Apollo is the Olympian God of the Sun in Disney's 1997 film Hercules and its television series.
Powers and Abilities
- The standard powers of Olympian God
- The ability to control the Sun via his Solar Chariot
- As the god of the Sun
In the film, Apollo has a very minor role in which he only appears in minor cameos.
In the beginning of the film, he is present for the party celebrating the arrival of Zeus and Hera's newborn child Hercules. Apollo, along with the other deities, is sent to find Hercules, but it is too late, as the baby had already been turned into a mortal, and was adopted by a mortal family. Eighteen years later, he is seen imprisoned with the other gods after they lost against Hades and the Titans. He and the other gods are soon freed by Hercules.
Hercules: The Animated Series
Apollo makes his first appearance in "Hercules and the Apollo Mission". In this episode, Hercules wants a better job for Career Day, so Zeus puts Hercules in charge of Apollo's Sun Chariot, which pulls the Sun through the sky. However, the chariot is stolen by Pain and Panic, and Apollo, believing that Hercules lost it, begins to question Zeus' leadership.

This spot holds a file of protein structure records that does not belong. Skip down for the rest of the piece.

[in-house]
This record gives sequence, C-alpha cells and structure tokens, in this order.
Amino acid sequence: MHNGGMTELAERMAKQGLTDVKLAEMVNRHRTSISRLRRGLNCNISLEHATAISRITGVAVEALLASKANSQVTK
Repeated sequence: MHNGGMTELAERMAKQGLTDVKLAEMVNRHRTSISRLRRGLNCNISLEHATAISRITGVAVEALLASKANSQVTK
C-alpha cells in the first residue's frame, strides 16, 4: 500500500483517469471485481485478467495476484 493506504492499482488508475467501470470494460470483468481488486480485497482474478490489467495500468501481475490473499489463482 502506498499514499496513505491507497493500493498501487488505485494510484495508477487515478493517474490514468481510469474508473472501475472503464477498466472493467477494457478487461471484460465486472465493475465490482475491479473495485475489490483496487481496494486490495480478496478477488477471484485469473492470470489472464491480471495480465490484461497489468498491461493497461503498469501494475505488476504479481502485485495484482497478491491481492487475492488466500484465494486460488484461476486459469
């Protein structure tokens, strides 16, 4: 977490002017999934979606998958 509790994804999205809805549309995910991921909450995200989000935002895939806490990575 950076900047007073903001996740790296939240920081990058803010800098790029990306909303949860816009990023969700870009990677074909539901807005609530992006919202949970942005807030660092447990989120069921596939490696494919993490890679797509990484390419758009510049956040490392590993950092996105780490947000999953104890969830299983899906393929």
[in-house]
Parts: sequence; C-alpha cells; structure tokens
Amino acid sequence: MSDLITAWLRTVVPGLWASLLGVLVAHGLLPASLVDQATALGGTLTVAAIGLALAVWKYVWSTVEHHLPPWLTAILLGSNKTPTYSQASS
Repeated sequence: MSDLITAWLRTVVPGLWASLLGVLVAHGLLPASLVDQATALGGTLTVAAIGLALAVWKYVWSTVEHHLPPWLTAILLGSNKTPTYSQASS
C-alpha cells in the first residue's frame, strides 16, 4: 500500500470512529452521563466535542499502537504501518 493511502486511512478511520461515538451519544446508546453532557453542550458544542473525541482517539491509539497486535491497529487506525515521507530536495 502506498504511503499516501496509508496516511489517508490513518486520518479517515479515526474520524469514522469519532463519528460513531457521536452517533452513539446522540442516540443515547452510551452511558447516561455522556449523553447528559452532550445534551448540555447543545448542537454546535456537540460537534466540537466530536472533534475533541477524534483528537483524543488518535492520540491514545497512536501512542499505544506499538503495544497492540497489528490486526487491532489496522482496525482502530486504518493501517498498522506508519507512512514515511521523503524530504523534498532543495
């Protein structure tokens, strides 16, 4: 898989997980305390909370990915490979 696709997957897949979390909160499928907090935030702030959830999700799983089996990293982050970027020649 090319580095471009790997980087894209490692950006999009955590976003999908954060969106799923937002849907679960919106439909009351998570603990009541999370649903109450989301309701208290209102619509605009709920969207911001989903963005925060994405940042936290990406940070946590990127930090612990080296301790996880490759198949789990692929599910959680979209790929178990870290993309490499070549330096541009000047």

In "Hercules and the Pool Party", Apollo is one of the gods that Hades invites to a pool party in an enchanted pool to makes them forget who they are. Also, Hercules easily rangles Apollo's empty chariot, which had been going without its driver.
- Apollo is the only Olympian deity whose name is the same in both Greek and Roman mythologies.
- Although Apollo was the twin brother of Artemis in Greek mythology, the Disney versions of the characters are never seen interacting with one another. It is unknown if the two are related in these incarnations.
- Apollo is depicted as the driving source of the Sun's orbit within the Hercules story. However, on multiple occasions, particularly concerning Hercules' friend Icarus (whom Apollo apparently mentioned to Zeus), the Sun is depicted as an independent celestial body.
- Another solar deity, Ra, exists within the Disney Hercules mythos.